The Slipway Hotel

The Slipway Hotel – Port Isaac, Cornwall

The Slipway Hotel, image link

Situated in the heart of the Georgian village of Port Isaac is The Slipway Hotel. Made famous by the British ITV show ‘Doc Martin’, the village now experiences a bustling tourist trade, but this is also due to it’s quaint, idyllic setting.

The Slipway Hotel was our resting place during the New Year’s celebrations of 2014/2015. We booked the accommodation on, and were delighted when the hosts at the Slipway Inn rang us personally to invite us for New Year’s dinner at their restaurant.

New Year’s Dinner is a bit of a thing in Port Isaac. There are only a couple of restaurants in the small town, and there are some serious seafood feasts to be had. Some can be quite pricey at £100 a head. The Slipway was much more reasonable.

There is a fantastic bar in the front of The Slipway Hotel, featuring local beer. I would say that there are some exclusive local beer, but the beer is so good that it is actually available all over the country!!



The Slipway Hotel dates backs to 1527. It was a shop in the 19th century selling all types of ship supplies and provisions out of what is now the two tiered restaurant. The Slipway was converted into a hotel in the mid twentieth century and has been gradually upgraded into its present state.

There are 10 rooms available, and the rooms at the front feature views of the harbour.

The breakfast is cooked and continental, a real treat compared with standard hotel breakfasts.

It is an amazing base for exploring the northern Cornish coastline, with Bude, Launceston, Tintangel and Padstow within easy distances.

We visited Rick Steins Fish restaurant in Padstow for lunch. That was something really special!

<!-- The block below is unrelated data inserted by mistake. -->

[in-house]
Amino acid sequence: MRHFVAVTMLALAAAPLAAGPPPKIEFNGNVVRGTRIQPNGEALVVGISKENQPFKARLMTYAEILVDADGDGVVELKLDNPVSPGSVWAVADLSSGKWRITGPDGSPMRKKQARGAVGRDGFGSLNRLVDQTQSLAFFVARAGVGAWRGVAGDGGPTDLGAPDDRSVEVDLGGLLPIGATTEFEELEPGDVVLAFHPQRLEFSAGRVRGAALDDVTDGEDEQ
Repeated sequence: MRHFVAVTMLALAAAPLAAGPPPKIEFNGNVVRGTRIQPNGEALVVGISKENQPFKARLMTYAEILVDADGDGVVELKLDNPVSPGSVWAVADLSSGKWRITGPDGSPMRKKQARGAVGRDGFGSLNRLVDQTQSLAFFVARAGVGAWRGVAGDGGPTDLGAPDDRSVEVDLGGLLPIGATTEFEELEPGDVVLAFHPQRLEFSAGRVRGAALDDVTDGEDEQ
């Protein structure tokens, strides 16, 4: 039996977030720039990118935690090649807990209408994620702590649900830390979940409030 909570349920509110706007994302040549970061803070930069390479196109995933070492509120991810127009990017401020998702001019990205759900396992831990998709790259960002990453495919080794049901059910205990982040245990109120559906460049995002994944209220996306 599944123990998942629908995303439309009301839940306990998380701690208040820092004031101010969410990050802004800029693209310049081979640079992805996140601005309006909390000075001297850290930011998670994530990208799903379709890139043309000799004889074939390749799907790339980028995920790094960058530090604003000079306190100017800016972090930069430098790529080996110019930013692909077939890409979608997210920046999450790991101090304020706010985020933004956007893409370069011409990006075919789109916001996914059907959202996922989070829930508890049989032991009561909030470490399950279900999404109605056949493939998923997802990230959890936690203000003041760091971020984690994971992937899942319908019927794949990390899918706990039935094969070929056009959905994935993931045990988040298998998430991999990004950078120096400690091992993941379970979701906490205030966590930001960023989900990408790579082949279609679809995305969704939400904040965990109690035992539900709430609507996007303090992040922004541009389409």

Port Isaac, Cornwall


Port Isaac aka ‘Port Wenn’


RnSCornwallSean and I love the TV show ‘Doc Martin‘. The ideal of the quaint Cornish fishing village has always left us wanting to visit such a romantic place.

We visited Port Isaac at New Years 14/15. Sean and I took turns driving from London on the long journey through the Cotswolds and the western moors.

The beautiful Cornish country side is littered with old tin mines, Georgian buildings and narrow hedged lanes. The drive down to the village of Port Isaac is a tight and windy one. The buildings in the town almost touch each side mirror on the car, and the right angles of the house corners are a challenge to navigate!01ce45a6b6b2d846c0fa32ecc8cc4fedba32876dae

We stayed in the Slipway Hotel, with wonderful views over the harbour. The New Year’s
meal was served in their restaurant in the
second level of the Georgian building. There is a great bar at the front of the hotel, serving local beers.

The coastal walks along the cliff edges are breathtaking. We saw dolphins and seals, prolific bird life, with colonies of shags on the rocky cliffs. The geological striations of slate, with quartz arteries is amazing to see. Entire rock faces are built up upon layers and layers of thin roof tiles!P1000813

Arthurian is the religion of Cornwall, and a visit to Tintagel Castle is the pilgrimage. The skeleton of old walls lines the edge of the island, jutting out of the coast. A single suspension bridge links the castle to the main land. You can imagine what it was like returning home from a long journey to the giant gates, embrace of the walls and freshness of the sea.


Merlin‘s Cave is a sheds a mystical light from one end to the other. The sea beats into the shore and echoes through the wide space of the cavern. As your eyes adjust to the darkness you can notice small ledges and outcrops where you can imagine an elderly wizard reading books and talking to creatures of the night.

Seduced by the rugged romance of the northern Cornish coast, I let my mind go free. The sea air filled my lungs and the cold wind whistled in my ears. Poldark was shirtless in the fields, while Louisa gazed lovingly from the School, over the bay at Doc Martin.